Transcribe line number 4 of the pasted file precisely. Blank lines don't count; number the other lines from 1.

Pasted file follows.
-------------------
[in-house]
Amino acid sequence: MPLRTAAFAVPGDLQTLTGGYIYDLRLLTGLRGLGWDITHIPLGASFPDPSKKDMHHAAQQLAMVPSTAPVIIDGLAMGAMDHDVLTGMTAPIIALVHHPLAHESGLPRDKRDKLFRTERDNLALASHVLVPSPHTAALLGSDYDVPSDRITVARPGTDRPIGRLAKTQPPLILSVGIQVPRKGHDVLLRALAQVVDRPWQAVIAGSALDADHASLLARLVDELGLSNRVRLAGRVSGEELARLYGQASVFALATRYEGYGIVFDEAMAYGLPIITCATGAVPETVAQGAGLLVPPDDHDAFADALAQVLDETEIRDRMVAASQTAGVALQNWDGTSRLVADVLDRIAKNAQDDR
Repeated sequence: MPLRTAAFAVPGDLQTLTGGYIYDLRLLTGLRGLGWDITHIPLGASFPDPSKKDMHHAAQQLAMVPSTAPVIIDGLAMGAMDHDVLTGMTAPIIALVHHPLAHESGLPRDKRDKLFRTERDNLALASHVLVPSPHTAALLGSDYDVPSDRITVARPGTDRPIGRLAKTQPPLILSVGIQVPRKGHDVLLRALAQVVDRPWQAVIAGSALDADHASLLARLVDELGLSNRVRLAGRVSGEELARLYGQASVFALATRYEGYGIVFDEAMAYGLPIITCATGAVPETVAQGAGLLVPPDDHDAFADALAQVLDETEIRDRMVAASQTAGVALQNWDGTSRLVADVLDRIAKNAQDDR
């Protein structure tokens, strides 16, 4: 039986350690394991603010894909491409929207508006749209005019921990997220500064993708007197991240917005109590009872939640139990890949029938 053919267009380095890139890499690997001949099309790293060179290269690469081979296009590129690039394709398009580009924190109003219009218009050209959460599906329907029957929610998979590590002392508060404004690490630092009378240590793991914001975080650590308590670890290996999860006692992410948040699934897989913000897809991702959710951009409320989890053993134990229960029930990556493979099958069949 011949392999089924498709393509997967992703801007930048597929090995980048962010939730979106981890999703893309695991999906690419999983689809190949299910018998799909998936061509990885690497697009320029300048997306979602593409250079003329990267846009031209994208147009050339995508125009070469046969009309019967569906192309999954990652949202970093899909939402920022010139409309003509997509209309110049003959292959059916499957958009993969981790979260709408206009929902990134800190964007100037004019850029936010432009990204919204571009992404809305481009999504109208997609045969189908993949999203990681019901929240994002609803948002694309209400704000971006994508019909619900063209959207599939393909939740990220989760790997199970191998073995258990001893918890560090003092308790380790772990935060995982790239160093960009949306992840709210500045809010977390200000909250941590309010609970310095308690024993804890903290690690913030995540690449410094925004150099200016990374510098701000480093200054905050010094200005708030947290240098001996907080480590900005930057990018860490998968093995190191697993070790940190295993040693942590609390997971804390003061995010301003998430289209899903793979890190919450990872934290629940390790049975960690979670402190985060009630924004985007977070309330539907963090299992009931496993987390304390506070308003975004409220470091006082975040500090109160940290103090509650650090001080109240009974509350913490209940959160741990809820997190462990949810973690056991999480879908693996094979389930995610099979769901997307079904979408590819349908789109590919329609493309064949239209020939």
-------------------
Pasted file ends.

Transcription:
């Protein structure tokens, strides 16, 4: 039986350690394991603010894909491409929207508006749209005019921990997220500064993708007197991240917005109590009872939640139990890949029938 053919267009380095890139890499690997001949099309790293060179290269690469081979296009590129690039394709398009580009924190109003219009218009050209959460599906329907029957929610998979590590002392508060404004690490630092009378240590793991914001975080650590308590670890290996999860006692992410948040699934897989913000897809991702959710951009409320989890053993134990229960029930990556493979099958069949 011949392999089924498709393509997967992703801007930048597929090995980048962010939730979106981890999703893309695991999906690419999983689809190949299910018998799909998936061509990885690497697009320029300048997306979602593409250079003329990267846009031209994208147009050339995508125009070469046969009309019967569906192309999954990652949202970093899909939402920022010139409309003509997509209309110049003959292959059916499957958009993969981790979260709408206009929902990134800190964007100037004019850029936010432009990204919204571009992404809305481009999504109208997609045969189908993949999203990681019901929240994002609803948002694309209400704000971006994508019909619900063209959207599939393909939740990220989760790997199970191998073995258990001893918890560090003092308790380790772990935060995982790239160093960009949306992840709210500045809010977390200000909250941590309010609970310095308690024993804890903290690690913030995540690449410094925004150099200016990374510098701000480093200054905050010094200005708030947290240098001996907080480590900005930057990018860490998968093995190191697993070790940190295993040693942590609390997971804390003061995010301003998430289209899903793979890190919450990872934290629940390790049975960690979670402190985060009630924004985007977070309330539907963090299992009931496993987390304390506070308003975004409220470091006082975040500090109160940290103090509650650090001080109240009974509350913490209940959160741990809820997190462990949810973690056991999480879908693996094979389930995610099979769901997307079904979408590819349908789109590919329609493309064949239209020939």